Involvement of the hemostatic system in the insulin resistance syndrome. A study of 1500 patients with angina pectoris. The ECAT Angina Pectoris Study Group.
Hyperinsulinemia, a major indicator of insulin resistance, may exert its influence on the risk of coronary artery disease partially through disturbances of the hemostatic system. The relations of fasting insulin concentrations with the degree of coronary atherosclerosis, other coronary risk factors (including some markers of the insulin resistance syndrome such as body mass index and triglyceride), markers of inflammation, and hemostatic factors were investigated in 1484 patients with angina pectoris. Mean insulin levels were higher in patients with one or more coronary vessel stenoses than in those without (9.9 microU/mL compared with 9.0 microU/mL, P < .0001). However, the association the presence of vessel stenoses was stronger in patients with a previous myocardial infarction than in those without. Insulin increased markedly (P < .0001) and independently of other risk factors with age body mass index, triglyceride concentration, and markers of inflammation, such as white blood cell count and C-reactive protein. The strongest relations between insulin and hemostatic factors were observed with fibrinolytic variables, particularly plasminogen activator inhibitor-1 (PAI-1) levels (r = .44, P < .0001). This relation decreased somewhat (r = .29) after simultaneous adjustment for markers of the insulin resistance syndrome, mainly body mass index and triglycerides, but not after adjustment for markers of inflammation. Therefore, we propose that increased PAI-1 levels, which are essentially related to the classic metabolic aspect of the insulin resistance syndrome, have to be included in this syndrome.(ABSTRACT TRUNCATED AT 250 WORDS)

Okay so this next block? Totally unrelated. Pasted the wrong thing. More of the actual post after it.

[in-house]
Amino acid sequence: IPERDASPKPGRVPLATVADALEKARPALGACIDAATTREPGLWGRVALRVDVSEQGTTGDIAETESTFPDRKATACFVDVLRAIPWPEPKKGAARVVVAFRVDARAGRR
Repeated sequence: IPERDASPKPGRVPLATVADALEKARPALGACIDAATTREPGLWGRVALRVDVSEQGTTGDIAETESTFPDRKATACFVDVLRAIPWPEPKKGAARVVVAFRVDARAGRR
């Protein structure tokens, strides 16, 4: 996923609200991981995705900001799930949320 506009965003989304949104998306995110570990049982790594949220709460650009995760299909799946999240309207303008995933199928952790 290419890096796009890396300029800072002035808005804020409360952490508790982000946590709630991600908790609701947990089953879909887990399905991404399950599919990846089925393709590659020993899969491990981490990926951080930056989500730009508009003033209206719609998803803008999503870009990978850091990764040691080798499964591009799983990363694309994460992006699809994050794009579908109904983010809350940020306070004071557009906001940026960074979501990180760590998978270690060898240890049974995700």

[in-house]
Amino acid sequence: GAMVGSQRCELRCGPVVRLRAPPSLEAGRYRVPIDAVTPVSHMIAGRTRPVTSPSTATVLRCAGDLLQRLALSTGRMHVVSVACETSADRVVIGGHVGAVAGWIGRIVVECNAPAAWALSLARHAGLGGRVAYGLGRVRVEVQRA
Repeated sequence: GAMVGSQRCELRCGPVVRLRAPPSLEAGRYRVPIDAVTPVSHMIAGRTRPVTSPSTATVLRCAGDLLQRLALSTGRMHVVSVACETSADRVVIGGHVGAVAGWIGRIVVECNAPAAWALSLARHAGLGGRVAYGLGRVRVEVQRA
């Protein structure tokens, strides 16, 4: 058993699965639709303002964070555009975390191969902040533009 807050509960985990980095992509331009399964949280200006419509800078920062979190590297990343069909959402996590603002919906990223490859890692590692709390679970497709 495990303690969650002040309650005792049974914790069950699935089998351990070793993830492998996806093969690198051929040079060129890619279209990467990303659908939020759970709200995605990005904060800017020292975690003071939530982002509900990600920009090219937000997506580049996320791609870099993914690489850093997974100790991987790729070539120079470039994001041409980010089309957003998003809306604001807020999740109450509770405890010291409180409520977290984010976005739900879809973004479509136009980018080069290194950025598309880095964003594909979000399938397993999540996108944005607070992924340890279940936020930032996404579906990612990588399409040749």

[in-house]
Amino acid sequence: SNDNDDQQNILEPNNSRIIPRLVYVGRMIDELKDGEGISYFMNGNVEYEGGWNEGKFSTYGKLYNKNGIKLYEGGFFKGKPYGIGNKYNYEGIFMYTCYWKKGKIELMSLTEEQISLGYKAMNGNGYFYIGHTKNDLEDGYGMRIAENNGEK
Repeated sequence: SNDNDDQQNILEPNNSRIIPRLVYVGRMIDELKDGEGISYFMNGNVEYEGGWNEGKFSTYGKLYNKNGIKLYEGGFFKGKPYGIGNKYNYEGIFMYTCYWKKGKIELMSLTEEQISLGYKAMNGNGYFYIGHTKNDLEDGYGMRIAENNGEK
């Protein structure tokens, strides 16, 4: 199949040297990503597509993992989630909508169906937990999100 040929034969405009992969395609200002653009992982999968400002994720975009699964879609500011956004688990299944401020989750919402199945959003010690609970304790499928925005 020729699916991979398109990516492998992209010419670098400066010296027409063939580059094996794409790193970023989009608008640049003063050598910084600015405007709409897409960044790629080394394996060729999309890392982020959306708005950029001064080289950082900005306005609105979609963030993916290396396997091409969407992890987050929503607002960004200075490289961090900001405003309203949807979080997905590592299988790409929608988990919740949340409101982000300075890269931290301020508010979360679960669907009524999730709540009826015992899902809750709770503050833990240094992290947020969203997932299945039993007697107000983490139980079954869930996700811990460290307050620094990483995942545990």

- Copyright © 1993 by American Heart Association